There’s also Peloton, the fitness group who’s been dubbed as ‘COVID-proof’, who are offering 90-day trials of their home workouts that don’t require their branded bike or treadmill.
Ensure your business isn’t left behind by investing in the right digital commerce solution and partnering with a reliable, highly experienced consultancy. The right solution ensures you’re getting the data you need to rapidly respond to your customers’ needs and the right partner can ensure your solution is implemented quickly and according to industry best practices.
5. People are slightly more concerned about ethical buying
We found the proportion of people who want to buy products that support their values (such as it being locally sourced) increased to 28% post-lockdown from 22% pre-lockdown. The trend continues, with 24% of people thinking twice about buying a product if there are any ethical questions raised compared to 20% pre-lockdown.
And as for the proportion of people who aren’t concerned with where the products are from? The figures dropped to 22% from 26%.
What does this mean for you?
The lockdown restrictions have influenced consumers to become a little more ethically-driven when it comes to their purchases. Perhaps it’s due to the news reports of smaller businesses and independent brands struggling in comparison to the giants or people wanting their products to be sourced locally to avoid contamination.
The proportion of people who want to buy products that support their values (such as it being locally sourced) increased to 28% post-lockdown from 22% pre-lockdown. So, consumers want to buy more ethically.
Whatever the reasons are and no matter how slight the increase is, people want to make more ethical purchase decisions. This means businesses, both big and small, need to be more aware of their supply chains. Whether that’s how sustainable and cruelty-free their manufacturing processes are or how much packaging and carbon emissions they produce.
A summary and your next steps
To summarise, our survey looked at buying behaviour before COVID-19 and what it could be after. We found that consumers’ behaviour after the lockdown would change in the following ways in comparison to before the lockdown:
- More people will be buying online.
- People are more relaxed about delivery times.
- People are more flexible about how much items cost.
- People are preferring to buy from the smaller brands than the big businesses.
- People want to make more ethical purchase decisions.
As Winston Churchill once said: “Never let a good crisis go to waste.” And given the significance of the current crisis, this 75-year-old quote is extremely relevant.
Businesses of less than £1 billion annual turnover must act now in the next month to seize the opportunity. If you don’t act soon then the ‘big guys’ and your fellow competitors will seize the opportunities ahead of you, leaving you behind in the dust.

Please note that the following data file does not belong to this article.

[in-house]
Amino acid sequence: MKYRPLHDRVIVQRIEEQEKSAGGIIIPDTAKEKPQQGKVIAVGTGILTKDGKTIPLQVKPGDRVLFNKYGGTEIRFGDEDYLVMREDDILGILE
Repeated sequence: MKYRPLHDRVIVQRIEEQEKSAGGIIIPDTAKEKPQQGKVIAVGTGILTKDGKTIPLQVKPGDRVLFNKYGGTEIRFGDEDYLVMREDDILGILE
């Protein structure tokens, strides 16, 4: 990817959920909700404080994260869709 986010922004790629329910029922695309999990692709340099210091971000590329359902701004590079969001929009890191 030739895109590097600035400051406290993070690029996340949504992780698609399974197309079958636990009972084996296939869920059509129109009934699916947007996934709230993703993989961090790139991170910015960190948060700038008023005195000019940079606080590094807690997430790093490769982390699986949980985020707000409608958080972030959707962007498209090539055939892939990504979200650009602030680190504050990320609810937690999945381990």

So, what should you do?
Within the next week:
- Analyse your sales figures for March/April and compare them to the last couple of years.
- Use your management team to identify potential blockers to sustained growth such as supply chain blocks, delivery capacity and so on.
- Draw up business forecasts for 2020 and 2021 based on your own data and the macro data from the economy such as the insights contained in the above analysis. Consider potential new markets that can build upon your brand strengths.
Within the next month:
- Review all the systems both IT and business that support the eCommerce channel. Identify the key pain points that have been highlighted by the recent ‘COVID-19 Stress Test’.
- Review your brand values and see which ones can be promoted, retired and consider new ones to add.
- Analyse how well you connect to your customer, what share of wallet and what lifetime value you get from them.
- Derive a growth plan that includes your growth numbers and the means to grow and promote your brand.
- As part of the growth plan, decide where you need to invest to unlock your growth.
It's time to invest in your commerce technology
One of the best ways to ensure business growth is to invest in some aspects of your commerce technology. A modern commerce platform is essential to meet the needs of your customers.
However, that’s just one potential step in your journey. You also need to consider finding a PIM (Product Information Management) system to ensure that your customers get timely, accurate and relevant product content, a CMS (Content Management System) to allow you to optimise your customer’s experience for different groups of visitors, a CRM (Customer Relationship Management) system so you’re always engaging with your customers and more.
This is what we’ve covered in our free guide, ‘New Decade, New Growth’, plus lessons to learn from well-known brands who struggled to adapt. Click the link to download your copy and discover how you can remain competitive in the digital marketplace of 2020.